1,4-Dioxane, What is it and What can We Do!

People holding protest signs that read Save Our Water Save Our Pine Barrens

1,4-dioxane is a byproduct of manufacturing and therefore it’s not listed on product labels, which makes it difficult to look out for when purchasing products. It is vital to human health and the health of the environment to stay far away from 1,4-dioxane and we can all do so by avoiding the known products that contain it. Listed below are products to look out for that could contain 1,4-dioxane:

  • Paints
  • Primers
  • Varnishes
  • Degreasers
  • Ink
  • Laundry Detergents
  • Soaps
  • Shampoos
  • Baby Products

Toxic and Cancer Causing

Sodium lauryl sulfate (SLS) and sodium laureth sulfate (SLES) when combined during the manufacturing process, creates the byproduct 1,4-dioxane. SLS and SLES are bad chemicals on their own and have been linked to irritation of the skin and eyes, neurotoxicity, reproductive toxicity, organ toxicity, endocrine disruption and ecotoxicology. These are the same chemicals found in many of the products we use on a daily basis.

What the Agencies Have to Say

The International Agency for Research on Cancer classified 1,4-dioxane as a Group 2B carcinogen, which means that it is possibly carcinogenic to humans. All in all that just means that there is not enough data yet to support it. The United States Food and Drug Administration’s (FDA) recommends that these levels be monitored, and encourages manufacturers to remove 1,4-dioxane, but it is not  required for them to do so by federal law. Governor Cuomo signed a bill banning products in the State of New York with 1,4-dioxane, starting in 2020 as pictured bellow:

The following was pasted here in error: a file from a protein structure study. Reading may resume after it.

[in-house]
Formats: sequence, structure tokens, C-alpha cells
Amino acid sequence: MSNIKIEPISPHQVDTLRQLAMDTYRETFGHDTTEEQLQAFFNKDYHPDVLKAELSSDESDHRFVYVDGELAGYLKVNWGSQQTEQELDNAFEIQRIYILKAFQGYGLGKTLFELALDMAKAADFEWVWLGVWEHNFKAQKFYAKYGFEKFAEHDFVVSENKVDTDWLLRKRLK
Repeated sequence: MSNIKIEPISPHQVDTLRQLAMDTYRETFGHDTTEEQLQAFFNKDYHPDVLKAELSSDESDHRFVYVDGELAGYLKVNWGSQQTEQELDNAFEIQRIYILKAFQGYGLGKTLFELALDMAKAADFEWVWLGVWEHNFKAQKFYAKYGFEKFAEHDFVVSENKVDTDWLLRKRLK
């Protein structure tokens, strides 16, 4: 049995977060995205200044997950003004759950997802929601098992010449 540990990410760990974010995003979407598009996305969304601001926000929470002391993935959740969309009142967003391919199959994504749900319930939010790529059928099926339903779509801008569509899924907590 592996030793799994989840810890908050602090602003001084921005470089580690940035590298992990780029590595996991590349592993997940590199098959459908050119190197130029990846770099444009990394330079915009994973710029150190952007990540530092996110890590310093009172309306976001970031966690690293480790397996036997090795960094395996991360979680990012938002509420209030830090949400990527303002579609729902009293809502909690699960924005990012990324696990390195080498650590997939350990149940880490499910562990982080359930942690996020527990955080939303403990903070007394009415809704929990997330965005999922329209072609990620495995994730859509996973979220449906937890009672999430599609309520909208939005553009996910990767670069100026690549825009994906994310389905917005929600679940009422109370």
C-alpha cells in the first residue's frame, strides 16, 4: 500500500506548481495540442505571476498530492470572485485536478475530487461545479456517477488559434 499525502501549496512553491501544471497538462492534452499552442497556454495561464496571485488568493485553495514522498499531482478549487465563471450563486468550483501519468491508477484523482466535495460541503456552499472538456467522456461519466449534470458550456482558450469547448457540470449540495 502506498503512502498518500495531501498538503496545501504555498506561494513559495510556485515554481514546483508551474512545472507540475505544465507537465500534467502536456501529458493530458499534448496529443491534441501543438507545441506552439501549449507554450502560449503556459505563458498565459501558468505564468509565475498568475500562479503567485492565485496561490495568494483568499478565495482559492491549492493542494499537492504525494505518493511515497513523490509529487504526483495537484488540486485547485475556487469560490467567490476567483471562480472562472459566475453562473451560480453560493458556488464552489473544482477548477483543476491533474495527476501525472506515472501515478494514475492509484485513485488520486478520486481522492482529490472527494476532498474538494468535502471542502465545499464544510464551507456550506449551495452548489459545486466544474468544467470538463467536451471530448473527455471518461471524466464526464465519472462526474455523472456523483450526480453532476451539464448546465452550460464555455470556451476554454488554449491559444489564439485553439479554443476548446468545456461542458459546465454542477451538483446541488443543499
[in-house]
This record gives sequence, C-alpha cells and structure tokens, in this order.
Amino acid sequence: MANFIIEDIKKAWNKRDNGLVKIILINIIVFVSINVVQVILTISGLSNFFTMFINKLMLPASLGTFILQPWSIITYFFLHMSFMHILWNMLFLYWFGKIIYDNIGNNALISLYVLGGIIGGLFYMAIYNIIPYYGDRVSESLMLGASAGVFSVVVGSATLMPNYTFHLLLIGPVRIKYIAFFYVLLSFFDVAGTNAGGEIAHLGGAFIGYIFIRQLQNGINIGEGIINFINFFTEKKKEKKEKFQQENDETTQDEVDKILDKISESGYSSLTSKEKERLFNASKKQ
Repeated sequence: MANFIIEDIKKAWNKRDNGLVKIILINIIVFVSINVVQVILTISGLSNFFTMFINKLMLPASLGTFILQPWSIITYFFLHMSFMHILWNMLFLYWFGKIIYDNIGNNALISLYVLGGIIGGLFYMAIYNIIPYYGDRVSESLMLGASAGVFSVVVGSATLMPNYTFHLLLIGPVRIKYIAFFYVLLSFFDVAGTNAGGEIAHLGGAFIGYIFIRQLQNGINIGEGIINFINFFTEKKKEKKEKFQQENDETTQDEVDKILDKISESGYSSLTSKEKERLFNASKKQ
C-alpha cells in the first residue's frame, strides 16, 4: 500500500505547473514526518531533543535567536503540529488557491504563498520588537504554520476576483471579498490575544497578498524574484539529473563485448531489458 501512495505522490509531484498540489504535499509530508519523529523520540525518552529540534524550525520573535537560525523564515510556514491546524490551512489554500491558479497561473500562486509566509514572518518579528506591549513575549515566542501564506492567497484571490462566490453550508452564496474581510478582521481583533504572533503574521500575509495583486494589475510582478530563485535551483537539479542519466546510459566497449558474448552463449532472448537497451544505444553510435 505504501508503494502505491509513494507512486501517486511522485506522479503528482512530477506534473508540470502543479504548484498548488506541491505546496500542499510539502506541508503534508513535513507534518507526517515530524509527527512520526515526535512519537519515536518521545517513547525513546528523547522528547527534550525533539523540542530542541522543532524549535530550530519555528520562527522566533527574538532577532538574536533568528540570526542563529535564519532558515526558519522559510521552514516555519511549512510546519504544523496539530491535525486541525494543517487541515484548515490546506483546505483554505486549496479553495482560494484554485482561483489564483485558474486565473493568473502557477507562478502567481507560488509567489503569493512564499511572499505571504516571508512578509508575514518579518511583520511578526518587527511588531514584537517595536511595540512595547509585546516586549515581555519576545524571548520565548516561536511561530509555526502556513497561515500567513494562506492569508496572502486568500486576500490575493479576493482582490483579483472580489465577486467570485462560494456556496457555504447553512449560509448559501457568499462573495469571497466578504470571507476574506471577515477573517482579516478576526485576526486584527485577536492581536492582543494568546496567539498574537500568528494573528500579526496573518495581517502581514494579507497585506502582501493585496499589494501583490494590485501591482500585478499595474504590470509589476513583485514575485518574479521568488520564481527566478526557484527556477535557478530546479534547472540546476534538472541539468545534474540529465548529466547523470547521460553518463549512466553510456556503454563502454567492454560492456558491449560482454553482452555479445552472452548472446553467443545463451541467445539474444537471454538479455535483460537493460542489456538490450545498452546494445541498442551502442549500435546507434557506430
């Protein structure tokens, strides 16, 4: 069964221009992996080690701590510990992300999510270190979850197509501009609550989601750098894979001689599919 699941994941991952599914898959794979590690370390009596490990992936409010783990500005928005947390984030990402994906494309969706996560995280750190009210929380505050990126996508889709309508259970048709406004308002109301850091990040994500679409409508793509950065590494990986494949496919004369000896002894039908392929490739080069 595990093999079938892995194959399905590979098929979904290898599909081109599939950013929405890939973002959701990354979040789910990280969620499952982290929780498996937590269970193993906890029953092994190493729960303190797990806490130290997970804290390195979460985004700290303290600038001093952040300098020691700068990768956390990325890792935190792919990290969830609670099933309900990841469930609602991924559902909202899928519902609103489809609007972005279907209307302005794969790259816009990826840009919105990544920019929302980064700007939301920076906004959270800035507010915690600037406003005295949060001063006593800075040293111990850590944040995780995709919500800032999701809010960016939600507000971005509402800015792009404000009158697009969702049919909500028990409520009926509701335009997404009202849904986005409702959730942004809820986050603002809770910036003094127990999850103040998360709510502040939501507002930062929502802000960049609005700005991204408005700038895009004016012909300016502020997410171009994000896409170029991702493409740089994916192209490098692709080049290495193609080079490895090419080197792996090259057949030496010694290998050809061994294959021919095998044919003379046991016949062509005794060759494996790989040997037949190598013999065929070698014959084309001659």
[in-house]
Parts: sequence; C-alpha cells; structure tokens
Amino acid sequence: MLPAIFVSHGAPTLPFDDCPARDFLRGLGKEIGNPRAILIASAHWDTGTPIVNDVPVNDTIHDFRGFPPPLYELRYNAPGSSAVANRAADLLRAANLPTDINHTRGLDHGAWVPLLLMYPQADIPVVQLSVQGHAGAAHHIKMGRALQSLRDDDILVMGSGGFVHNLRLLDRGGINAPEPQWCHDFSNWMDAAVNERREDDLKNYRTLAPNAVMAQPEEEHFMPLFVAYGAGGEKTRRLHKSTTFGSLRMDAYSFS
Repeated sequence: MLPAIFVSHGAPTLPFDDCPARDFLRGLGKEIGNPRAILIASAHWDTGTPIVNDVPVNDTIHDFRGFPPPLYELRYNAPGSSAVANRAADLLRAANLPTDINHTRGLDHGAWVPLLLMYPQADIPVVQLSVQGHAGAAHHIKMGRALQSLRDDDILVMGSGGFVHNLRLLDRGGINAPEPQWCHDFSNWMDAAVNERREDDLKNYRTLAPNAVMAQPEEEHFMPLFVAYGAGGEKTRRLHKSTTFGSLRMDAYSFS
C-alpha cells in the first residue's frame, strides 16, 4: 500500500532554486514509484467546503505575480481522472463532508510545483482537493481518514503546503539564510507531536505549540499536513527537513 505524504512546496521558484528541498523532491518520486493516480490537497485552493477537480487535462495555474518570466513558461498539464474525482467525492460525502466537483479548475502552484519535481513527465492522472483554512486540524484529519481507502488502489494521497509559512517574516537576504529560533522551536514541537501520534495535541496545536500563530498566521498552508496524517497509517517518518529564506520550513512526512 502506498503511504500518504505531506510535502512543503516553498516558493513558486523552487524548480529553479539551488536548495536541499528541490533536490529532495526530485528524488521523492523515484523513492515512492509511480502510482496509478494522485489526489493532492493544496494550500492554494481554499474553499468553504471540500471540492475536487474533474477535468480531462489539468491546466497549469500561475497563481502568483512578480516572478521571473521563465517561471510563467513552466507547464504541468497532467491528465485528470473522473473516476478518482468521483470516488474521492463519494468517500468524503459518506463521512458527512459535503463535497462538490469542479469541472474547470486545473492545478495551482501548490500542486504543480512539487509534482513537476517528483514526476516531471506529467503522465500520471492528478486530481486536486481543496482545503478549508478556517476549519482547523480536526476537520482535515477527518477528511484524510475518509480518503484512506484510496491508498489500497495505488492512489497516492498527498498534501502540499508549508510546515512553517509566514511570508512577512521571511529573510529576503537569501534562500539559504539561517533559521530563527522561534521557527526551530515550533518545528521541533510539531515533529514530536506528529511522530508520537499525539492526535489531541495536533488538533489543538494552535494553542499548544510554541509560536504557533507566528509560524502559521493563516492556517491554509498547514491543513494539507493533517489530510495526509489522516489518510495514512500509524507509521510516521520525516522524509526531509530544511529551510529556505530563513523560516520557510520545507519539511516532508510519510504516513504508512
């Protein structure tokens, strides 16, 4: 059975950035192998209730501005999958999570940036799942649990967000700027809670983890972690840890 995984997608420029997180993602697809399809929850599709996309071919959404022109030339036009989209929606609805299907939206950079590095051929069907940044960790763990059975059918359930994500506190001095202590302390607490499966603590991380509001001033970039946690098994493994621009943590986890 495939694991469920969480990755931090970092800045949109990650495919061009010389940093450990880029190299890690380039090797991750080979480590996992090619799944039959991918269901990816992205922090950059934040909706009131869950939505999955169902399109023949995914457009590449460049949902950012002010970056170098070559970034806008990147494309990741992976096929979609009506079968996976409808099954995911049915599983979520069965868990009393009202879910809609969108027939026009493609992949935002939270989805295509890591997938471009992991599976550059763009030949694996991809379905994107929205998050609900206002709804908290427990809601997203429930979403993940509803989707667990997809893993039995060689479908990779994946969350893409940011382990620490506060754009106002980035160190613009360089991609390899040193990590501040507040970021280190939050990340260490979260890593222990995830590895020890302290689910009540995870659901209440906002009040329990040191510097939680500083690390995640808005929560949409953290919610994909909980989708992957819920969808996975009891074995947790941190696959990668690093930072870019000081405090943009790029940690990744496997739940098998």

“As emerging contaminants like 1,4-dioxane continue to show up in water systems around the country, in New York we are taking aggressive action to keep our drinking water clean and safe,” Gov. Andrew M. Cuomo, seen May 12, said in a statement Monday. Credit: Charles Eckert

I would not take chances on even possibly carcinogenic, especially when it comes to washing newborn babies with baby detergent that is labeled safe and gentle and free of chemicals, when really it is full of 1,4-dioxane. These are the products we are bathing in everyday, washing our clothes with, cleaning with, and drinking! 1,4-dioxane is ending up in our water, which is extremely difficult to reverse the damaging effects of. Pictured below is a list of products with the highest levels of 1,4-dioxane:

Common products found to have dangerously high levels of 1,4-dioxane – Credit: CCE

What YOU Can Do

Knowing what to look out for and what products are safe is crucial. With so many products on the shelves, it can be very difficult to pick the right one. The graphic below is a great visual and long list of what we know is safe on the shelves. Don’t forget, the products we use on a daily basis get flushed down the drain and go back into our water. With Long Island exceeding the national average and testing showing highest levels in the state of New York, we need to do what we can to keep chemicals out of our water source because it’s the only one we have. So, it is not just what we use that is important to our health, but it is important to the health of the environment. Eliminating the products that are known to contain 1,4-dioxane will put you a step in the right direction of better health, but the environments too.

Products found to have no detectable levels of 1,4-dioxane – Credit: CCE

More information on the above can be found by clicking on the links below:

Websites to use:


By: Claire J Moran, Long Island Pine Barrens Society